The career: Gatski never missed a game, though it took him three years to become a starter with the Browns. He also played in 11 championship games over his 12 seasons: four AAFC wins, followed by three NFL titles in six tries in the Browns’ first six seasons in the NFL, wrapped by up an eighth title in his only year with the Lions (in which he beat the Browns, no less).

WR Calvin Johnson

The teams: Lions (2007-15).

The induction: 2021.

The honors: Three-time All-Pro, six Pro Bowls, HOF All-2010s Team.

The career: After spending his rookie year adjusting to the NFL — and still making 48 catches for 756 yards, Johnson became the dominating threat that made him the No. 2 overall pick out of Georgia Tech. In his second season, he led the NFL in touchdown catches on an 0-16 team with an average losing margin of two TDs. “Megatron” had 1,000-yard seasons in each of his final six seasons. That includes 2012, when he averaged 122.8 yards a game and only needed 15 games to break the NFL record for yards receiving in a single season. His final 2012 total of 1,964 is 93 yards more than any receiver has managed since. Johnson finished his career with 731 catches for 11,619 yards and 83 touchdowns.

RB John Henry Johnson

The teams: 49ers (1954-56), Lions (1957-59), Steelers (1960-65), Oilers (1966).

The induction: 1987.

The honors: Four Pro Bowls.

The career: A second-round draft pick of the Steelers in 1953, Johnson played for a season with Calgary of the CFL — where he was named to the All-Canada team at five positions — before joining the 49ers and rushing for 681 yards and nine touchdowns in 12 games. In Detroit, he became an outstanding blocking fullback: “Ol’ John Henry’s got the meanest elbows in football,” Bobby Layne was quoted as saying. “Guys come at me and he puts an elbow in their throat, and they don’t come so fast anymore.” He had two 1,000-yard seasons with the Steelers, though, and finished with 6,803 yards rushing, fourth all-time when he retired.

DT Alex Karras

The teams: Lions (1958-62, ’64-70).

The induction: 2020

The honors: Three-time All-Pro, four Pro Bowls, HOF All-1960s Team.

The career: Karras was seemingly unstoppable. He played in 161 of a possible 162 games during his career, including a streak of 153 straight starts, and he piled up an estimated 100 sacks (the sack became an official stat in 1982), including five double-digit seasons. The only thing that did stop him? A full-season suspension for gambling in 1963. He returned in 1964 with 13 sacks and two interceptions. Along the way, he became a film and TV star, with key roles as himself in 1968’s “Paper Lion,” Mongo in 1974’s “Blazing Saddles” and George Papadapolis (aka Webster’s dad) in “Webster” from 1983-89.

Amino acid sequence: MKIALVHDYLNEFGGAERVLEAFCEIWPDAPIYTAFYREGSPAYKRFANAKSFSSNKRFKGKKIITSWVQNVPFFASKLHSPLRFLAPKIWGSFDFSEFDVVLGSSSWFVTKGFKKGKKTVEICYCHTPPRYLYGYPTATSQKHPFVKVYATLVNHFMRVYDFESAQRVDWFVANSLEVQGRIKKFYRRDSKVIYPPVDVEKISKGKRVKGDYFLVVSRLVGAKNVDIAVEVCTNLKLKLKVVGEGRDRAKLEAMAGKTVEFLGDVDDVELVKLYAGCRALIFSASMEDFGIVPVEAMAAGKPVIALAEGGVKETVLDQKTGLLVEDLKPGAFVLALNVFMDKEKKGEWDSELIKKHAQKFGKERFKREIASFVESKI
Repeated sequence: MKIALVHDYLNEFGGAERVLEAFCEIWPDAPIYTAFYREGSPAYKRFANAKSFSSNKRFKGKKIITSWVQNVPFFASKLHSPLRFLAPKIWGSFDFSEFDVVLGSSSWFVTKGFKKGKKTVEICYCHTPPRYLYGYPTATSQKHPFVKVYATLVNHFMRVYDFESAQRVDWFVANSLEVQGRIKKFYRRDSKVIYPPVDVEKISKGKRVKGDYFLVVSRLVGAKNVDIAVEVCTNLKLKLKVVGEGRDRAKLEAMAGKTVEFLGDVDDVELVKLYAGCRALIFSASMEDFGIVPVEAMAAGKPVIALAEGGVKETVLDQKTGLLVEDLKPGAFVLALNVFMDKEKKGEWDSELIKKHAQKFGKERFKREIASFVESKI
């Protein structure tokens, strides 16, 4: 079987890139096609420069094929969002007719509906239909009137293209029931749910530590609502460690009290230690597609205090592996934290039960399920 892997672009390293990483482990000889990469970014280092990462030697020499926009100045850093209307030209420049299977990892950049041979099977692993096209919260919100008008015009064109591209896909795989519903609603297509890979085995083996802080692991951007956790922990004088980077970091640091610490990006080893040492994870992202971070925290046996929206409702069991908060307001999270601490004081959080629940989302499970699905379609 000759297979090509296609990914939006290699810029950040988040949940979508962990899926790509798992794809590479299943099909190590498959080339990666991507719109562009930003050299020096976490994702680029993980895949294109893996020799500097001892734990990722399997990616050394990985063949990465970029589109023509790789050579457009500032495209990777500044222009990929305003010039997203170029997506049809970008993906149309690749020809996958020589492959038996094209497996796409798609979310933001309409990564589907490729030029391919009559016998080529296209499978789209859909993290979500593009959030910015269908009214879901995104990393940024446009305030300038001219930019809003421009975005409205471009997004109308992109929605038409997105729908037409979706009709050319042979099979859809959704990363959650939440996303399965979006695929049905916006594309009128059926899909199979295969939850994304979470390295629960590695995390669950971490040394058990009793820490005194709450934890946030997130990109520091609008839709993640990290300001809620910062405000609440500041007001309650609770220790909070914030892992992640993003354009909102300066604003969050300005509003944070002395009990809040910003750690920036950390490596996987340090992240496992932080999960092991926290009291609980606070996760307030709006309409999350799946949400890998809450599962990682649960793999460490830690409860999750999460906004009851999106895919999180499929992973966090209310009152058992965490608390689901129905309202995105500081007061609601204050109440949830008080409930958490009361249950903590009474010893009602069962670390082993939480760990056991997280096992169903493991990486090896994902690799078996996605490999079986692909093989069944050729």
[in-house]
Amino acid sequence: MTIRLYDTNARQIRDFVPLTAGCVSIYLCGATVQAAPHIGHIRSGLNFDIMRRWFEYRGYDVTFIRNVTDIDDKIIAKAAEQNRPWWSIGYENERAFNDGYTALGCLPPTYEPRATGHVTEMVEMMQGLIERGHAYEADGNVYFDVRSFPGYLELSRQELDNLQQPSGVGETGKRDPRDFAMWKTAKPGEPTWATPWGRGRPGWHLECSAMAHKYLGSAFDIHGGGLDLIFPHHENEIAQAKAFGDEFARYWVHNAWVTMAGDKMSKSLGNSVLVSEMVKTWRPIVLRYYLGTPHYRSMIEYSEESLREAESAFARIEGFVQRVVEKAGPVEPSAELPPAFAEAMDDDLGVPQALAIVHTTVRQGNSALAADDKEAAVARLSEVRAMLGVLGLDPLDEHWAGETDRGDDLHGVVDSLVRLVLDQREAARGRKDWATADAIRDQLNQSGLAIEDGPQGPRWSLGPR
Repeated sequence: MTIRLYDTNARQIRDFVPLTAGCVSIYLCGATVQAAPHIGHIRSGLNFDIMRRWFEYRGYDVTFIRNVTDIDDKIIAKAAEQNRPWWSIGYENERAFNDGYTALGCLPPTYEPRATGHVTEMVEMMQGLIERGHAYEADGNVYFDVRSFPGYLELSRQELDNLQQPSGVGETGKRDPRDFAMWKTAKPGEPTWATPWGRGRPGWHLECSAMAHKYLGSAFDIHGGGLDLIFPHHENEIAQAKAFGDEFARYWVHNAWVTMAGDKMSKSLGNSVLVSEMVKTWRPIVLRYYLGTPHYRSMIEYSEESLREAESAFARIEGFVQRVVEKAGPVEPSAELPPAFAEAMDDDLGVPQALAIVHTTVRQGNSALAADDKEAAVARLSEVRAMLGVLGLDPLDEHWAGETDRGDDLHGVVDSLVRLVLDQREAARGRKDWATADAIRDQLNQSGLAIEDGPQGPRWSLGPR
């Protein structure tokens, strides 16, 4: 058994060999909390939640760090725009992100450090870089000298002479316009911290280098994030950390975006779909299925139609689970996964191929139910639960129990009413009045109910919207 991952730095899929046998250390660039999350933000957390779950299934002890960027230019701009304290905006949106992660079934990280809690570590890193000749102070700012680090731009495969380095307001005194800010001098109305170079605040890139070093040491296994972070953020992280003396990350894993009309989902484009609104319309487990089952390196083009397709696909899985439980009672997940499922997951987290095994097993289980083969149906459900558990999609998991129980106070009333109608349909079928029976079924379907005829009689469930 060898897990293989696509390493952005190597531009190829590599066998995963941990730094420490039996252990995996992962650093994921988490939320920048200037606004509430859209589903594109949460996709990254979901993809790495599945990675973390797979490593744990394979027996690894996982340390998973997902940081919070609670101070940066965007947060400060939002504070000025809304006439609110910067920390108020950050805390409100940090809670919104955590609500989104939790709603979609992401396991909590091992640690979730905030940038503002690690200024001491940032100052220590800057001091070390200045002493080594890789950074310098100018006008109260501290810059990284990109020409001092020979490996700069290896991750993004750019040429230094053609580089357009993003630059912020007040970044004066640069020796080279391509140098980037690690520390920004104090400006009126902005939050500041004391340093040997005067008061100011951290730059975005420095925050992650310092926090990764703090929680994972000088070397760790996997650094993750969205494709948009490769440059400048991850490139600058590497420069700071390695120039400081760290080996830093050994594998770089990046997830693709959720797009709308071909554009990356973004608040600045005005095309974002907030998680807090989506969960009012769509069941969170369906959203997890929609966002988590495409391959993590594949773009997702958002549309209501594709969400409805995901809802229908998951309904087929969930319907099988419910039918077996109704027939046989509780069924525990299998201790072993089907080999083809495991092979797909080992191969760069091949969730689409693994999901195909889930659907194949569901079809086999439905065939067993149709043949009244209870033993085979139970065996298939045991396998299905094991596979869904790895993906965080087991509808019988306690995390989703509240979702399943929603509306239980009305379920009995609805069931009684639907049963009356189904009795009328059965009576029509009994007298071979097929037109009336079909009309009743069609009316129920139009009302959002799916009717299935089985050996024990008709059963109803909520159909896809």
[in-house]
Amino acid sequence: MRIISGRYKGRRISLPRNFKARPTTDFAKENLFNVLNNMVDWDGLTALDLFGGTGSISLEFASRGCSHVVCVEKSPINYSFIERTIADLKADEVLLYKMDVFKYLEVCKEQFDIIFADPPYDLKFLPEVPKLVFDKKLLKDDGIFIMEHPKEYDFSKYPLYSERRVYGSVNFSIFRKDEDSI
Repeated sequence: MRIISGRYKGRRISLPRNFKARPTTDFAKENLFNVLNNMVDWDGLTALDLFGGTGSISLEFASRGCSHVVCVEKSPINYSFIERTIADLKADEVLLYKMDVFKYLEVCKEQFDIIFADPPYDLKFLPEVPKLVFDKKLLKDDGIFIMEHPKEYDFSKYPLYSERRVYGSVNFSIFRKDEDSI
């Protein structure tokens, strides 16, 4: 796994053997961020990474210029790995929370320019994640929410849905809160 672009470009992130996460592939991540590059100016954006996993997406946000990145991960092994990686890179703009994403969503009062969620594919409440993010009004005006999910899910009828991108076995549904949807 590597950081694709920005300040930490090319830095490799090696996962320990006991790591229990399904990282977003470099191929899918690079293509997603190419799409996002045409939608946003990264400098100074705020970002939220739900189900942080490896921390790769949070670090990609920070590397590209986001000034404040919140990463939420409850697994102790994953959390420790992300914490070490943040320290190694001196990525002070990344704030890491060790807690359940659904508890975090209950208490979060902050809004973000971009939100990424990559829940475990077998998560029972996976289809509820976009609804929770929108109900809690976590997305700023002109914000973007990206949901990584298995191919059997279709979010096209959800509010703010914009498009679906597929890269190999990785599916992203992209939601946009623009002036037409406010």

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DB Dick (Night Train) Lane

The teams: Rams (1952-53), Cardinals (1954-59), Lions (1960-65).

The induction: 1974.

The honors: Three-time All-Pro, seven Pro Bowls, HOF All-1950s Team.

The career: The nickname, acquired in Rams camp in 1952, was for his enjoyment of the Buddy Morrow song, “Night Train.” But he was as fast as a train and hard-hitting, too. Undrafted out of Scottsbluff Junior College (later named Western Nebraska CC) in Nebraska after four years in the Army, Lane dominated as a rookie, with a league-high 14 interceptions and two return TDs plus a safety. “Train had great size and speed. I have never seen anyone with the type of closing speed on a receiver that he had,” said Joe Schmidt, the Lions captain when Lane came to Detroit in 1960. “Train took great pride in getting to the receiver and making the tackle. He was a true team player.” Lane had 21 interceptions in 66 games with the Lions, finishing with 68 picks in 157 games overall.

DB/P Yale Lary

The teams: Lions (1952-64).

The induction: 1979.

The honors: Three-time All-Pro, nine Pro Bowls, HOF All-1950s Team.

The career: Lary was another two-way star of the 1950s: Lockdown cornerback and … punter? The Lions third-round pick (No. 34 overall) in 1952 out of Texas A&M took over the full-time punting duties in his second season in Detroit and led the NFL in yards per punt three times (1959, 1961, 1963). He was also a dependable ball-hawk, pulling down 50 interceptions in 133 games, including eight each year in 1956 and 1962. “He was a great athlete,” said teammate Joe Schmidt. “He had great physical ability. He was built real well, and he had great intelligence about the secondary.”

QB Bobby Layne

Teams: Bears (1948), N.Y. Bulldogs (1949), Lions (1950-58), Steelers (1958-62).

The induction: 1967.

The honors: Two-time All-Pro, six Pro Bowls, HOF All-1950s Team.

The career: The No. 3 pick out of Texas never clicked anywhere outside of the Lone Star State like he did in Detroit, with a 53-29-2 record, 15,710 yards passing, 118 touchdowns, 142 interceptions and four NFL championships. He finished with more than 26,000 yards passing in an era when the passing game was just blooming, but he always brought a celebration — on the field, for those four titles, and off. As his favorite receiver, Cloyce Box, put it after Layne’s death in 1986: “He never wanted the game to end or the party to wind down.”

DB Dick LeBeau

The teams: Lions (1959-72).

The induction: 2010.

The honors: Three Pro Bowls.

The career: LeBeau was drafted in the fifth round by the Browns after three seasons at running back at Ohio State. Cut in training camp, LeBeau moved to safety with the Lions, then settled in at cornerback for a dozen consistent seasons in Detroit. From 1960-71, he missed just three games total and had at least three interceptions every season, peaking with nine in 1970. After a final season back at safety, LeBeau retired with 62 interceptions, still the franchise record.